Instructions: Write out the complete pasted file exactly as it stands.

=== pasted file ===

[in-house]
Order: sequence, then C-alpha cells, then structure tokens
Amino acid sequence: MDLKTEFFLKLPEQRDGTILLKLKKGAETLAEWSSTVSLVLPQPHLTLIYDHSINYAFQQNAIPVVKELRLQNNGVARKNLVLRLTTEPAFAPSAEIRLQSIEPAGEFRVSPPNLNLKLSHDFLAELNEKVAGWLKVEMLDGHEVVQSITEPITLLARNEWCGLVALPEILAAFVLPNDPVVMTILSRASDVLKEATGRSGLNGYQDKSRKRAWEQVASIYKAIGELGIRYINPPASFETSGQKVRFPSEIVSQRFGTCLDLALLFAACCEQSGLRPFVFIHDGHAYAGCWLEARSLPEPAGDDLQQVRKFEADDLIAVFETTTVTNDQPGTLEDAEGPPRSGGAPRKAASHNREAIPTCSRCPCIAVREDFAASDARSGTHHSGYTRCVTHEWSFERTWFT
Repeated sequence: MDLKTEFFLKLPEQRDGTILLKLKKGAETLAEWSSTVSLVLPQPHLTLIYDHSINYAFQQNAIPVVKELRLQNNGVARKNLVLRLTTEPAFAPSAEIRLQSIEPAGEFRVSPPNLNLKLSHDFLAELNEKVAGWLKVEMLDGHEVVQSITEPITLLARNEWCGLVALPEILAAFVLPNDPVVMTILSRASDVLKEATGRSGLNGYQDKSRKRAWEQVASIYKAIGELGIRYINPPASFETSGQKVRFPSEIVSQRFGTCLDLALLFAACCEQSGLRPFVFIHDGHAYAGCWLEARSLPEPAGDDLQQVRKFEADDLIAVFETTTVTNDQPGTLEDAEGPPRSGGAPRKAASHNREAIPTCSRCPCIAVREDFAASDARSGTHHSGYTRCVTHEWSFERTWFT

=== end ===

[in-house]
Order: sequence, then C-alpha cells, then structure tokens
Amino acid sequence: MDLKTEFFLKLPEQRDGTILLKLKKGAETLAEWSSTVSLVLPQPHLTLIYDHSINYAFQQNAIPVVKELRLQNNGVARKNLVLRLTTEPAFAPSAEIRLQSIEPAGEFRVSPPNLNLKLSHDFLAELNEKVAGWLKVEMLDGHEVVQSITEPITLLARNEWCGLVALPEILAAFVLPNDPVVMTILSRASDVLKEATGRSGLNGYQDKSRKRAWEQVASIYKAIGELGIRYINPPASFETSGQKVRFPSEIVSQRFGTCLDLALLFAACCEQSGLRPFVFIHDGHAYAGCWLEARSLPEPAGDDLQQVRKFEADDLIAVFETTTVTNDQPGTLEDAEGPPRSGGAPRKAASHNREAIPTCSRCPCIAVREDFAASDARSGTHHSGYTRCVTHEWSFERTWFT
Repeated sequence: MDLKTEFFLKLPEQRDGTILLKLKKGAETLAEWSSTVSLVLPQPHLTLIYDHSINYAFQQNAIPVVKELRLQNNGVARKNLVLRLTTEPAFAPSAEIRLQSIEPAGEFRVSPPNLNLKLSHDFLAELNEKVAGWLKVEMLDGHEVVQSITEPITLLARNEWCGLVALPEILAAFVLPNDPVVMTILSRASDVLKEATGRSGLNGYQDKSRKRAWEQVASIYKAIGELGIRYINPPASFETSGQKVRFPSEIVSQRFGTCLDLALLFAACCEQSGLRPFVFIHDGHAYAGCWLEARSLPEPAGDDLQQVRKFEADDLIAVFETTTVTNDQPGTLEDAEGPPRSGGAPRKAASHNREAIPTCSRCPCIAVREDFAASDARSGTHHSGYTRCVTHEWSFERTWFT